Fourth-seeded Stefanos Tsitsipas of Greece earned his first ATP Masters 1000 title on Sunday, knocking off sixth-seeded Russian Andrey Rublev 6-3, 6-3 in the final of the Monte Carlo Masters in Monaco.
Playing in his third Masters 1000 level final, Tsitsipas didn't drop a set in the event. He finished runner-up in both previous finals.
"I had an unbelievable week in Monte Carlo," said Tsitsipas.
"I can't describe my feelings right now. I am overwhelmed by so many different emotions and nostalgia. It is incredible that I am able to be in the position that I am. We both deserved to be in the final. We put on an amazing fight and an amazing show. ... I would consider it as the (best) week of my life so far."
Tsitsipas, 22, needed just 71 minutes to race past Rublev, who scored a major upset of 11-time Monte Carlo Masters champion Rafael Nadal in the quarterfinals.
Tsitsipas converted all three of his break opportunities and won 24 of 28 points on his first serve as he controlled the match from the start.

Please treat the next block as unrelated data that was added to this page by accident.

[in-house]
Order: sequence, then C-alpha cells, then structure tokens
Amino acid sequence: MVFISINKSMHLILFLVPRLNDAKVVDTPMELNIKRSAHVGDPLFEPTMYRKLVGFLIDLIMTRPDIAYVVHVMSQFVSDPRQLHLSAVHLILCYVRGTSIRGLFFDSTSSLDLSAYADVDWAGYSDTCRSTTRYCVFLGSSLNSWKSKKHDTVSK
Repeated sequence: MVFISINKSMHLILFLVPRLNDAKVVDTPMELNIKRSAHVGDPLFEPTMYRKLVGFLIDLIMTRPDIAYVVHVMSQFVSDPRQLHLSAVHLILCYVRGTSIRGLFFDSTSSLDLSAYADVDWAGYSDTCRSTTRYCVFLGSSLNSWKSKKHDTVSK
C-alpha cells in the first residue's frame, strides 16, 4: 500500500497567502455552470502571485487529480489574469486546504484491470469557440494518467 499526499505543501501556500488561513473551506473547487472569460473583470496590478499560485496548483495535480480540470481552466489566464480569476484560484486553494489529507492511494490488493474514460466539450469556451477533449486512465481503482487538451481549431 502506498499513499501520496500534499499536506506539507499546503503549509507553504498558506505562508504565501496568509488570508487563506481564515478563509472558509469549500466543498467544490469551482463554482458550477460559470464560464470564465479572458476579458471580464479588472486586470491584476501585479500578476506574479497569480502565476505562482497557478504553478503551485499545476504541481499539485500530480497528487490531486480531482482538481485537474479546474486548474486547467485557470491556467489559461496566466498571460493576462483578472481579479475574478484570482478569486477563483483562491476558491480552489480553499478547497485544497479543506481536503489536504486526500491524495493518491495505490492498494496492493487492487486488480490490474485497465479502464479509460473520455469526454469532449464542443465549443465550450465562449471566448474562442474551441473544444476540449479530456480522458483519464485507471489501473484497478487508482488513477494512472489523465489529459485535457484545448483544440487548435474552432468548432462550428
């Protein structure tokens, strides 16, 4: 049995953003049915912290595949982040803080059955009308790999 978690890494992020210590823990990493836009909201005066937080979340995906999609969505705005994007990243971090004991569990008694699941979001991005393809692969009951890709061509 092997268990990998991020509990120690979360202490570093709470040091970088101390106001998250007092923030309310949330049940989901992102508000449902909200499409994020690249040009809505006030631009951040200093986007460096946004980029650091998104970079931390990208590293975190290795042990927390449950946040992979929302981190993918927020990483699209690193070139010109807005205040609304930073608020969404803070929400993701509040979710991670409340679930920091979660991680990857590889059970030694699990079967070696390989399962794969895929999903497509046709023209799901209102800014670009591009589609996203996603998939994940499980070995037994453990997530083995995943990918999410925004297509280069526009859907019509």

"The clay court season couldn't have started better," he said. "It is the best thing winning my first Masters 1000 and it is even more special doing it here on home soil in Monte Carlo and doing it on clay, which is my favorite surface."
The 23-year-old Rublev, who still sports an ATP-best 24-4 record this season, was playing in his first ATP Masters 1000 final.
Tsitsipas improved his match record this year to 22-5 with the win. The next closest player is World No. 2 Daniil Medvedev at 17-3.
Tsitsipas now has a 4-3 career edge against Rublev, earning some revenge for their most recent match.
Rublev won that meeting at Rotterdam earlier this year, going on to win the final for his only title this year and the eighth of his career.
"I knew that he was going to be a very difficult opponent to face," said Tsitsipas. "There were a lot of nerves coming into that match. ... Playing Andrey was a very difficult thing to do today, also considering that it was a final."
Tsitsipas and Rublev will improve to Nos. 1 and 2 respectively in the ATP's Race to Turin rankings with the finish, displacing previous No. 1 Novak Djokovic of Serbia.
--Field Level Media